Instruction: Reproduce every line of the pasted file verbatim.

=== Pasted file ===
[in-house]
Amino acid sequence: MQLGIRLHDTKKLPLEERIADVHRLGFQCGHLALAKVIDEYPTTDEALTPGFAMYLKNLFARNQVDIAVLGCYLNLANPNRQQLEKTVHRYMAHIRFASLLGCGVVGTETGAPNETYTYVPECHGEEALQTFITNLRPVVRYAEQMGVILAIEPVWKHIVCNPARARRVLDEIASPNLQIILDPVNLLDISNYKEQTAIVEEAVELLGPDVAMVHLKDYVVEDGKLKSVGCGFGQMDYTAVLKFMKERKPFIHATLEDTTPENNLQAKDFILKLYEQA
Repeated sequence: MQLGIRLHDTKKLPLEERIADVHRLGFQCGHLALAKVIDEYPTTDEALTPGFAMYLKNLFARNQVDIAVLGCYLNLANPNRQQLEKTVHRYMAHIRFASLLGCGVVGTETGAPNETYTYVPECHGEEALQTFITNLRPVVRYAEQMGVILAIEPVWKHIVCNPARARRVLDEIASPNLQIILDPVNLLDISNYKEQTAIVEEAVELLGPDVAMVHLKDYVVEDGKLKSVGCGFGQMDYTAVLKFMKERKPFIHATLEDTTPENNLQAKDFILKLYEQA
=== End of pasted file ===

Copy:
[in-house]
Amino acid sequence: MQLGIRLHDTKKLPLEERIADVHRLGFQCGHLALAKVIDEYPTTDEALTPGFAMYLKNLFARNQVDIAVLGCYLNLANPNRQQLEKTVHRYMAHIRFASLLGCGVVGTETGAPNETYTYVPECHGEEALQTFITNLRPVVRYAEQMGVILAIEPVWKHIVCNPARARRVLDEIASPNLQIILDPVNLLDISNYKEQTAIVEEAVELLGPDVAMVHLKDYVVEDGKLKSVGCGFGQMDYTAVLKFMKERKPFIHATLEDTTPENNLQAKDFILKLYEQA
Repeated sequence: MQLGIRLHDTKKLPLEERIADVHRLGFQCGHLALAKVIDEYPTTDEALTPGFAMYLKNLFARNQVDIAVLGCYLNLANPNRQQLEKTVHRYMAHIRFASLLGCGVVGTETGAPNETYTYVPECHGEEALQTFITNLRPVVRYAEQMGVILAIEPVWKHIVCNPARARRVLDEIASPNLQIILDPVNLLDISNYKEQTAIVEEAVELLGPDVAMVHLKDYVVEDGKLKSVGCGFGQMDYTAVLKFMKERKPFIHATLEDTTPENNLQAKDFILKLYEQA